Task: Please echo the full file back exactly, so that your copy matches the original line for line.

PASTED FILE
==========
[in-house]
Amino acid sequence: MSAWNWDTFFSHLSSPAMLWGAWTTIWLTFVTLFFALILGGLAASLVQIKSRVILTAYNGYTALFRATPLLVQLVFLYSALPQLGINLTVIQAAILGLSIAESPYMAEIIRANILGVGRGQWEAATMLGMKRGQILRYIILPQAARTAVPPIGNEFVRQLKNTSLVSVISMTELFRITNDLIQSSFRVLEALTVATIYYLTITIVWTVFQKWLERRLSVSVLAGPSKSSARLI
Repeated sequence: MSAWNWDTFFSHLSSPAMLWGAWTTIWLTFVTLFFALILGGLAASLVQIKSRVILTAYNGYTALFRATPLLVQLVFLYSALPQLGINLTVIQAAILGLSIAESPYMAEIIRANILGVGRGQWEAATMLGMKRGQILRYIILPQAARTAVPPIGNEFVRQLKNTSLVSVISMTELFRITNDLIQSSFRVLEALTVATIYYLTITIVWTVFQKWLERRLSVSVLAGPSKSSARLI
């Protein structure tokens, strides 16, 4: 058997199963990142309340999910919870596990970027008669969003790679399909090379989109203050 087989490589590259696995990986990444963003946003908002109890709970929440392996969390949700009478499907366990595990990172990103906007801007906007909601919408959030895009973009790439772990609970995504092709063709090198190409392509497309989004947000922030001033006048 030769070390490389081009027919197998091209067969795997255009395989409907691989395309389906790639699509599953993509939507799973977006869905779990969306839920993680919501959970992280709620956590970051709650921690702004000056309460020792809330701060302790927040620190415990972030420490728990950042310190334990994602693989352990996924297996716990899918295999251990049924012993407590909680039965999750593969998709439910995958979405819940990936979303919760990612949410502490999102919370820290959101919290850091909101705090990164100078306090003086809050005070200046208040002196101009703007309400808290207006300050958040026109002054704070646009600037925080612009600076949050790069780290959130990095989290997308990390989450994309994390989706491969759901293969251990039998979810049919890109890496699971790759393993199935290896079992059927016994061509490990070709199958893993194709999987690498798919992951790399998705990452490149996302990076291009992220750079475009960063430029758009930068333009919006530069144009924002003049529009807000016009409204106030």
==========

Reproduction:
[in-house]
Amino acid sequence: MSAWNWDTFFSHLSSPAMLWGAWTTIWLTFVTLFFALILGGLAASLVQIKSRVILTAYNGYTALFRATPLLVQLVFLYSALPQLGINLTVIQAAILGLSIAESPYMAEIIRANILGVGRGQWEAATMLGMKRGQILRYIILPQAARTAVPPIGNEFVRQLKNTSLVSVISMTELFRITNDLIQSSFRVLEALTVATIYYLTITIVWTVFQKWLERRLSVSVLAGPSKSSARLI
Repeated sequence: MSAWNWDTFFSHLSSPAMLWGAWTTIWLTFVTLFFALILGGLAASLVQIKSRVILTAYNGYTALFRATPLLVQLVFLYSALPQLGINLTVIQAAILGLSIAESPYMAEIIRANILGVGRGQWEAATMLGMKRGQILRYIILPQAARTAVPPIGNEFVRQLKNTSLVSVISMTELFRITNDLIQSSFRVLEALTVATIYYLTITIVWTVFQKWLERRLSVSVLAGPSKSSARLI
């Protein structure tokens, strides 16, 4: 058997199963990142309340999910919870596990970027008669969003790679399909090379989109203050 087989490589590259696995990986990444963003946003908002109890709970929440392996969390949700009478499907366990595990990172990103906007801007906007909601919408959030895009973009790439772990609970995504092709063709090198190409392509497309989004947000922030001033006048 030769070390490389081009027919197998091209067969795997255009395989409907691989395309389906790639699509599953993509939507799973977006869905779990969306839920993680919501959970992280709620956590970051709650921690702004000056309460020792809330701060302790927040620190415990972030420490728990950042310190334990994602693989352990996924297996716990899918295999251990049924012993407590909680039965999750593969998709439910995958979405819940990936979303919760990612949410502490999102919370820290959101919290850091909101705090990164100078306090003086809050005070200046208040002196101009703007309400808290207006300050958040026109002054704070646009600037925080612009600076949050790069780290959130990095989290997308990390989450994309994390989706491969759901293969251990039998979810049919890109890496699971790759393993199935290896079992059927016994061509490990070709199958893993194709999987690498798919992951790399998705990452490149996302990076291009992220750079475009960063430029758009930068333009919006530069144009924002003049529009807000016009409204106030």